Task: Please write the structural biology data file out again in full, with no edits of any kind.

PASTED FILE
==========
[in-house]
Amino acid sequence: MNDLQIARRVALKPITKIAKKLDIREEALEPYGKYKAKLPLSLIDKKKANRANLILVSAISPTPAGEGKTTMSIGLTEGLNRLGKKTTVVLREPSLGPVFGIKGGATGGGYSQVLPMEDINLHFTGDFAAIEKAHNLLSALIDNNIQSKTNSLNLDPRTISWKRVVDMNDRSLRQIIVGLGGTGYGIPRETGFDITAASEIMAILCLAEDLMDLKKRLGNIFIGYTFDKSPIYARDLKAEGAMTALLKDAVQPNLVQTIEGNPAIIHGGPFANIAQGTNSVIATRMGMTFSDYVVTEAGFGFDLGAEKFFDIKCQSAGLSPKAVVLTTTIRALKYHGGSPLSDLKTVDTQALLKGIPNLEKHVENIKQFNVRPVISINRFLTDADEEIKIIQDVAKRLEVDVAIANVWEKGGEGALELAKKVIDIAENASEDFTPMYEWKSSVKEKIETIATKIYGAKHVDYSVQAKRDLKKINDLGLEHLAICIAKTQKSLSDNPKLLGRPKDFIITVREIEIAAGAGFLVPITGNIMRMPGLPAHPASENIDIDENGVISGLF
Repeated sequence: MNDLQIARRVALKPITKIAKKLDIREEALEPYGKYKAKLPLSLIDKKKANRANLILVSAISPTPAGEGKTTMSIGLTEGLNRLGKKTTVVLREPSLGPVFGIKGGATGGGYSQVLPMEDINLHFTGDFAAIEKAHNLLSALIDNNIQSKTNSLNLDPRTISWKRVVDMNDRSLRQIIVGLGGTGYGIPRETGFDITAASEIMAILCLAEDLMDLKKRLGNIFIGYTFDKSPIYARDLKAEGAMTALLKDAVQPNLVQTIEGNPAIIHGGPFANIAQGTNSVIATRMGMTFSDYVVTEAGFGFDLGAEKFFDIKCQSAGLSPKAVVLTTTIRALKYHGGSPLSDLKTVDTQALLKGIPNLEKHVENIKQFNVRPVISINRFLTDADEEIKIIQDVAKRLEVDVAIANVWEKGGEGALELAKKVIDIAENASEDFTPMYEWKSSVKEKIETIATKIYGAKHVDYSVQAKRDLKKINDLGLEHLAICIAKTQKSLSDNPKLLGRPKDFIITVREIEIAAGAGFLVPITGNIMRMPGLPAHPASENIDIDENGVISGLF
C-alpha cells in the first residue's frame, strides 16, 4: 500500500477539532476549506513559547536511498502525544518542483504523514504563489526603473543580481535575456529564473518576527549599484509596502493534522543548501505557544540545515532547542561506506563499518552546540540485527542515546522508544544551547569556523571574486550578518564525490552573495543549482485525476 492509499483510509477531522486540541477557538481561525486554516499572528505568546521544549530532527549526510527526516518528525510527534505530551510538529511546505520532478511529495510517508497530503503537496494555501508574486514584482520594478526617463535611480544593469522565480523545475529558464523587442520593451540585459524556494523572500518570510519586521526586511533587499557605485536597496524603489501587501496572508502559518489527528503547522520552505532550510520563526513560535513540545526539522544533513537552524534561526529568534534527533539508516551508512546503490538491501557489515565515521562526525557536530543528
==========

[in-house]
Amino acid sequence: MNDLQIARRVALKPITKIAKKLDIREEALEPYGKYKAKLPLSLIDKKKANRANLILVSAISPTPAGEGKTTMSIGLTEGLNRLGKKTTVVLREPSLGPVFGIKGGATGGGYSQVLPMEDINLHFTGDFAAIEKAHNLLSALIDNNIQSKTNSLNLDPRTISWKRVVDMNDRSLRQIIVGLGGTGYGIPRETGFDITAASEIMAILCLAEDLMDLKKRLGNIFIGYTFDKSPIYARDLKAEGAMTALLKDAVQPNLVQTIEGNPAIIHGGPFANIAQGTNSVIATRMGMTFSDYVVTEAGFGFDLGAEKFFDIKCQSAGLSPKAVVLTTTIRALKYHGGSPLSDLKTVDTQALLKGIPNLEKHVENIKQFNVRPVISINRFLTDADEEIKIIQDVAKRLEVDVAIANVWEKGGEGALELAKKVIDIAENASEDFTPMYEWKSSVKEKIETIATKIYGAKHVDYSVQAKRDLKKINDLGLEHLAICIAKTQKSLSDNPKLLGRPKDFIITVREIEIAAGAGFLVPITGNIMRMPGLPAHPASENIDIDENGVISGLF
Repeated sequence: MNDLQIARRVALKPITKIAKKLDIREEALEPYGKYKAKLPLSLIDKKKANRANLILVSAISPTPAGEGKTTMSIGLTEGLNRLGKKTTVVLREPSLGPVFGIKGGATGGGYSQVLPMEDINLHFTGDFAAIEKAHNLLSALIDNNIQSKTNSLNLDPRTISWKRVVDMNDRSLRQIIVGLGGTGYGIPRETGFDITAASEIMAILCLAEDLMDLKKRLGNIFIGYTFDKSPIYARDLKAEGAMTALLKDAVQPNLVQTIEGNPAIIHGGPFANIAQGTNSVIATRMGMTFSDYVVTEAGFGFDLGAEKFFDIKCQSAGLSPKAVVLTTTIRALKYHGGSPLSDLKTVDTQALLKGIPNLEKHVENIKQFNVRPVISINRFLTDADEEIKIIQDVAKRLEVDVAIANVWEKGGEGALELAKKVIDIAENASEDFTPMYEWKSSVKEKIETIATKIYGAKHVDYSVQAKRDLKKINDLGLEHLAICIAKTQKSLSDNPKLLGRPKDFIITVREIEIAAGAGFLVPITGNIMRMPGLPAHPASENIDIDENGVISGLF
C-alpha cells in the first residue's frame, strides 16, 4: 500500500477539532476549506513559547536511498502525544518542483504523514504563489526603473543580481535575456529564473518576527549599484509596502493534522543548501505557544540545515532547542561506506563499518552546540540485527542515546522508544544551547569556523571574486550578518564525490552573495543549482485525476 492509499483510509477531522486540541477557538481561525486554516499572528505568546521544549530532527549526510527526516518528525510527534505530551510538529511546505520532478511529495510517508497530503503537496494555501508574486514584482520594478526617463535611480544593469522565480523545475529558464523587442520593451540585459524556494523572500518570510519586521526586511533587499557605485536597496524603489501587501496572508502559518489527528503547522520552505532550510520563526513560535513540545526539522544533513537552524534561526529568534534527533539508516551508512546503490538491501557489515565515521562526525557536530543528